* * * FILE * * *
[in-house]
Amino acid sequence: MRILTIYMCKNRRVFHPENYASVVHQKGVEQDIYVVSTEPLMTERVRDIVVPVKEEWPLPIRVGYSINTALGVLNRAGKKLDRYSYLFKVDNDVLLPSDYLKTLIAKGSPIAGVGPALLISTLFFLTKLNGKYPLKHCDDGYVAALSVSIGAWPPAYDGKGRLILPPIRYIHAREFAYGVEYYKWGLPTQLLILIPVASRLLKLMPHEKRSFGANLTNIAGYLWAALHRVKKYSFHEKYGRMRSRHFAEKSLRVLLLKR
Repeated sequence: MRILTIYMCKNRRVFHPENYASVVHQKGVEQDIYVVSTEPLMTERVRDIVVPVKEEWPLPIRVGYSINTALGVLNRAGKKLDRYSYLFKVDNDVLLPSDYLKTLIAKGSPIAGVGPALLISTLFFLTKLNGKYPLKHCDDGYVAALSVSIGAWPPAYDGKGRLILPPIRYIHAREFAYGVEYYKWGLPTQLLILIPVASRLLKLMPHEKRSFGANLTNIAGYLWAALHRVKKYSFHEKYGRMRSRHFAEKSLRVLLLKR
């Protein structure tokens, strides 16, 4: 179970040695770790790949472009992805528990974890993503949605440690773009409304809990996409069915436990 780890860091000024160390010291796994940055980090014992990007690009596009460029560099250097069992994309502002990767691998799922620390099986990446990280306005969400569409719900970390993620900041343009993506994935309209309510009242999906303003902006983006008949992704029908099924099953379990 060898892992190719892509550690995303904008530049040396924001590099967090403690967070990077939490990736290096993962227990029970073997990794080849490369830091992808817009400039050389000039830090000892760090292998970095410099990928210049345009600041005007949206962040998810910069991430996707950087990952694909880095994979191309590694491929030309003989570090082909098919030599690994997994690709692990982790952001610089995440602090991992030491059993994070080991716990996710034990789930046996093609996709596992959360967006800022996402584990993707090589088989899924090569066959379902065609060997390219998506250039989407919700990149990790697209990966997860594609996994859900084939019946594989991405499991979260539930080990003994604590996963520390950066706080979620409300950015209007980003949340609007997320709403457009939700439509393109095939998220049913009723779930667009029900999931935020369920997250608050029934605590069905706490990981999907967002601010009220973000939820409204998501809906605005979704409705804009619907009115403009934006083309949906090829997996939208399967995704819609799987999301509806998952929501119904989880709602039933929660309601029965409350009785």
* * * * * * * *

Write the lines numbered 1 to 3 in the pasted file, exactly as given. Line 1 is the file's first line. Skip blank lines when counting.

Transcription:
[in-house]
Amino acid sequence: MRILTIYMCKNRRVFHPENYASVVHQKGVEQDIYVVSTEPLMTERVRDIVVPVKEEWPLPIRVGYSINTALGVLNRAGKKLDRYSYLFKVDNDVLLPSDYLKTLIAKGSPIAGVGPALLISTLFFLTKLNGKYPLKHCDDGYVAALSVSIGAWPPAYDGKGRLILPPIRYIHAREFAYGVEYYKWGLPTQLLILIPVASRLLKLMPHEKRSFGANLTNIAGYLWAALHRVKKYSFHEKYGRMRSRHFAEKSLRVLLLKR
Repeated sequence: MRILTIYMCKNRRVFHPENYASVVHQKGVEQDIYVVSTEPLMTERVRDIVVPVKEEWPLPIRVGYSINTALGVLNRAGKKLDRYSYLFKVDNDVLLPSDYLKTLIAKGSPIAGVGPALLISTLFFLTKLNGKYPLKHCDDGYVAALSVSIGAWPPAYDGKGRLILPPIRYIHAREFAYGVEYYKWGLPTQLLILIPVASRLLKLMPHEKRSFGANLTNIAGYLWAALHRVKKYSFHEKYGRMRSRHFAEKSLRVLLLKR